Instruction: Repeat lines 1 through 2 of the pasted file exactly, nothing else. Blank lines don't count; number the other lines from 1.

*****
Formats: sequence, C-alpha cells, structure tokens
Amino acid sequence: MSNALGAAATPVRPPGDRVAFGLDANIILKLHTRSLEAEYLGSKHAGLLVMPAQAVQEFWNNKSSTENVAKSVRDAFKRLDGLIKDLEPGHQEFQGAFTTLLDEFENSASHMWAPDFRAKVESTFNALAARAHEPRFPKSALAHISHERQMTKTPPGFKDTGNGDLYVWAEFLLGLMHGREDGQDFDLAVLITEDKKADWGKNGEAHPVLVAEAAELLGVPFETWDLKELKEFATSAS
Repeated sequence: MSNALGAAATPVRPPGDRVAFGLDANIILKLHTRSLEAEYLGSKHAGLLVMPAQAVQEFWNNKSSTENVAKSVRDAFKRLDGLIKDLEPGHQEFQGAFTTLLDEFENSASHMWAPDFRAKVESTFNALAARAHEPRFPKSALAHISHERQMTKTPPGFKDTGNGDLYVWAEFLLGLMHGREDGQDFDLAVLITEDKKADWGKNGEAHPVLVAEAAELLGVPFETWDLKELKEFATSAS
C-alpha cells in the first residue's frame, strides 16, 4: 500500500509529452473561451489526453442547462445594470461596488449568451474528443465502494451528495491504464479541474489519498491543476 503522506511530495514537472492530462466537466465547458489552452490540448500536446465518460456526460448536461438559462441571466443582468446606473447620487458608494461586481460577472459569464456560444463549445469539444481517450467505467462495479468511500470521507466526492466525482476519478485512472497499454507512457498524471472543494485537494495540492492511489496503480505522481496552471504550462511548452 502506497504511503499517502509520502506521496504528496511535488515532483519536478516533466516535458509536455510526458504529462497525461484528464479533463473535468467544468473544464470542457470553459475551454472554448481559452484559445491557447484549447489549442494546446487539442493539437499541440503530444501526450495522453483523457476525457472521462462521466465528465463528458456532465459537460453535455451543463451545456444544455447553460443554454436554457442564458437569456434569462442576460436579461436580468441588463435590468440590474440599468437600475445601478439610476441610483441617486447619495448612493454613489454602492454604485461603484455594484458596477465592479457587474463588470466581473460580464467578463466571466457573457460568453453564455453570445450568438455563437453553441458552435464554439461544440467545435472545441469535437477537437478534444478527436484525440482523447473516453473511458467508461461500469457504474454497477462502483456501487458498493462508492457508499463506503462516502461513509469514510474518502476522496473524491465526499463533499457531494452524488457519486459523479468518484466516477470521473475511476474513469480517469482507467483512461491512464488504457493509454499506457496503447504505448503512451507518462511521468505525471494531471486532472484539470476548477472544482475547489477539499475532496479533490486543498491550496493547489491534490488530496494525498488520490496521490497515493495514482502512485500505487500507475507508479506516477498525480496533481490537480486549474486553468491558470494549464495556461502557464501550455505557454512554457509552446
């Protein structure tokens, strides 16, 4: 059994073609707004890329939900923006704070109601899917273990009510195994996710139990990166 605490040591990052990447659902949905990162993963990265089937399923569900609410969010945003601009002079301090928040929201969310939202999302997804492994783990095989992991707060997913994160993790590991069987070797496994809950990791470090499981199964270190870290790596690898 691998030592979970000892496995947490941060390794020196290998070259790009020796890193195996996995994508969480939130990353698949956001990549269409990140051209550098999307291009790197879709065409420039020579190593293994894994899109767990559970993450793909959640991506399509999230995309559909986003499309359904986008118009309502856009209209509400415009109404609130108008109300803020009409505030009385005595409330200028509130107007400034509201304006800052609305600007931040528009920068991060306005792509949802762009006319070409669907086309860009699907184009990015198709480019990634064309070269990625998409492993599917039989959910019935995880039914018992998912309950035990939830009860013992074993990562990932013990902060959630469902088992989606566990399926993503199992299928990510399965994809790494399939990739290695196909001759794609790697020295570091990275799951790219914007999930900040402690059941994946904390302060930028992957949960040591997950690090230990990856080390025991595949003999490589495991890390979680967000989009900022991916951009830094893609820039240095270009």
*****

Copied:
Formats: sequence, C-alpha cells, structure tokens
Amino acid sequence: MSNALGAAATPVRPPGDRVAFGLDANIILKLHTRSLEAEYLGSKHAGLLVMPAQAVQEFWNNKSSTENVAKSVRDAFKRLDGLIKDLEPGHQEFQGAFTTLLDEFENSASHMWAPDFRAKVESTFNALAARAHEPRFPKSALAHISHERQMTKTPPGFKDTGNGDLYVWAEFLLGLMHGREDGQDFDLAVLITEDKKADWGKNGEAHPVLVAEAAELLGVPFETWDLKELKEFATSAS